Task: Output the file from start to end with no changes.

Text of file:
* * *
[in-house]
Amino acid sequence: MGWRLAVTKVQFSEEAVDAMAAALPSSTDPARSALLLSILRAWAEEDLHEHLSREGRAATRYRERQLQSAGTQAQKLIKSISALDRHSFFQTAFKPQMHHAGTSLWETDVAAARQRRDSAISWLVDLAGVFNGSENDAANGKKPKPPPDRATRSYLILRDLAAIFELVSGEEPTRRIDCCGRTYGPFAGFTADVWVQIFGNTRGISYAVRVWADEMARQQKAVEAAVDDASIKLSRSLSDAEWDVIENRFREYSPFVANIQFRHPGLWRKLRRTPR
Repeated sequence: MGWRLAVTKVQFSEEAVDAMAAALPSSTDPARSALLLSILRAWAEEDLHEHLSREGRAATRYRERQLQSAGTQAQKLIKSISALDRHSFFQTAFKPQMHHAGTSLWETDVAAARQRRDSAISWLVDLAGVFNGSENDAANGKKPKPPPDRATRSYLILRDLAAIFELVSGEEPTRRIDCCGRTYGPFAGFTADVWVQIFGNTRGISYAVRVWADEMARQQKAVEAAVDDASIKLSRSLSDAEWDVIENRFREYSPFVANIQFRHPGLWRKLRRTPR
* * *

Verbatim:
[in-house]
Amino acid sequence: MGWRLAVTKVQFSEEAVDAMAAALPSSTDPARSALLLSILRAWAEEDLHEHLSREGRAATRYRERQLQSAGTQAQKLIKSISALDRHSFFQTAFKPQMHHAGTSLWETDVAAARQRRDSAISWLVDLAGVFNGSENDAANGKKPKPPPDRATRSYLILRDLAAIFELVSGEEPTRRIDCCGRTYGPFAGFTADVWVQIFGNTRGISYAVRVWADEMARQQKAVEAAVDDASIKLSRSLSDAEWDVIENRFREYSPFVANIQFRHPGLWRKLRRTPR
Repeated sequence: MGWRLAVTKVQFSEEAVDAMAAALPSSTDPARSALLLSILRAWAEEDLHEHLSREGRAATRYRERQLQSAGTQAQKLIKSISALDRHSFFQTAFKPQMHHAGTSLWETDVAAARQRRDSAISWLVDLAGVFNGSENDAANGKKPKPPPDRATRSYLILRDLAAIFELVSGEEPTRRIDCCGRTYGPFAGFTADVWVQIFGNTRGISYAVRVWADEMARQQKAVEAAVDDASIKLSRSLSDAEWDVIENRFREYSPFVANIQFRHPGLWRKLRRTPR